Medical Literature Monitoring (MLM) – Current Status
The 1st September 2015 saw the rollout of the European Medicines Agency’s (EMA’s) much anticipated medical literature monitoring (MLM) service. The service was launched in summer 2015, focusing on the top 50 active chemical substance groups. Since last September, the EMA now perform monitoring of medical literature for reports of suspected adverse reactions to medicinal products for 300 active substances and 100 herbals.
The legal basis for the EMA’s task is Article 27 of Regulation (EC) No. 726/2004 which stated that the agency monitor selected medical literature for reports of suspected adverse drug reactions containing certain active substances and to enter individual case safety reports into the EU adverse reaction database (EudraVigilance).
The lists of substances and herbal-substance groups which are subject to the monitoring activities may be found here.
What does this new service mean for Marketing Authorisation Holders (MAH’s)?
The new arrangements mean that MAHs no longer need to enter into EudraVigilance, ICSRs of selected products identified through medical literature searches. This is described in Article 107, paragraph 3 of Directive 2001/83/EC. The molecules that have been selected to date contain those where high numbers of marketing authorisations were granted to various MAH’s in the European community. It is believed that 3,500 MAH’s will benefit from this initially. However, MAHs will need to continue with routine literature monitoring for routine safety surveillance activities in signal detection and periodic reports.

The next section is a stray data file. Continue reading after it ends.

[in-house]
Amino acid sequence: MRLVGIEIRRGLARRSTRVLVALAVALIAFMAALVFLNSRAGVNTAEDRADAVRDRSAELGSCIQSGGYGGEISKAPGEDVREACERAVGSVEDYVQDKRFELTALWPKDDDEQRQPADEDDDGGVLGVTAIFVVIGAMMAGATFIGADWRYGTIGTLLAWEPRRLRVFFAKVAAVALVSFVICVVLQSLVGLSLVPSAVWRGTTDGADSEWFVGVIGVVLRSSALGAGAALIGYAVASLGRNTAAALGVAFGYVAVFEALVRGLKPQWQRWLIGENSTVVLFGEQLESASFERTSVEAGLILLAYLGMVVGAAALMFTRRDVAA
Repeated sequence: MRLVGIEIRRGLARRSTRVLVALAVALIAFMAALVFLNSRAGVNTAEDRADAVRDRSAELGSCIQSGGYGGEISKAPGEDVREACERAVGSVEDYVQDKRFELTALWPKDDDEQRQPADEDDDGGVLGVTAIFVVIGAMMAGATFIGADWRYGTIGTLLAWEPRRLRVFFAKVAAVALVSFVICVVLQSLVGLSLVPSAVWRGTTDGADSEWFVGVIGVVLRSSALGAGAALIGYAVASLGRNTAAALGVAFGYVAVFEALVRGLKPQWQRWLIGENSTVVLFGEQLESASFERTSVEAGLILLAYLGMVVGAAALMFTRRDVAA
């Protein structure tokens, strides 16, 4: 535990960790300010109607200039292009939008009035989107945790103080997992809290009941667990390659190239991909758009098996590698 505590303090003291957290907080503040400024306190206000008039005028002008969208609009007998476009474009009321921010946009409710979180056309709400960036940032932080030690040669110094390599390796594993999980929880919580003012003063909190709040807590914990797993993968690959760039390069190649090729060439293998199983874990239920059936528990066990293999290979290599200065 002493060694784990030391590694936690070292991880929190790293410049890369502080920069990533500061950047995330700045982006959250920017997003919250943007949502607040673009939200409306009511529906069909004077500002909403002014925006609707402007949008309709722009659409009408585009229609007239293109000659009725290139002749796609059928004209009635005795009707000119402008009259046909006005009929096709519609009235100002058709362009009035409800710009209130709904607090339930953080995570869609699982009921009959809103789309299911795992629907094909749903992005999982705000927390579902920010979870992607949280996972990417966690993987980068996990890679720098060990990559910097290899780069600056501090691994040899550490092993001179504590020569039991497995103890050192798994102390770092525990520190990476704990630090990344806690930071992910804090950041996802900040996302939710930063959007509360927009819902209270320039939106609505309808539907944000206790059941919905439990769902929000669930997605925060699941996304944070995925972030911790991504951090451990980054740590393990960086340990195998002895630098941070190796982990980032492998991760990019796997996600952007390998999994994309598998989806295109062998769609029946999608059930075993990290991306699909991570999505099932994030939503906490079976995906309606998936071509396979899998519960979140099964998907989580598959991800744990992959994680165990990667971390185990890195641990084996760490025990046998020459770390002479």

Medicinal products containing paracetamol, ibuprofen, omeprazole, acetylsalicylic acid, ascorbic acid and hydrocortisone are among those substances being monitored by the MLM service. Acorn Regulatory have been providing pharmacovigilance services to many small to medium sized Enterprise’s (SME) for a number of years and we have experienced first-hand, the enormous burden the monitoring and assessment of such molecules in the medical literature has placed on such companies. We have looked at strategies for reducing this burden by open dialogue with multiple MAH’s who have registrations for the same molecules.
The first of the quarterly MLM service reports published last week made for impressive reading, with 100% compliance with the entry of non-serious AEs to EudraVigilance, and between 72-96% compliance with the entry of serious AEs to the database within specified timeframes. We are very pleased to see the launch of the MLM service, and with the improvements that the EMA are making to reduce the administrative burden on the pharmaceutical industry in this area. We hope that the list of substances continues to grow and that all MAH’s will experience this benefit.
We are happy to review how the new updates may affect your PV responsibilities together with advice for any changes you may need to make to your existing system. Please do get in touch with us if you are concerned about these changes or indeed any aspect of pharmacovigilance in Europe. Complete your details below and we will get back to you.
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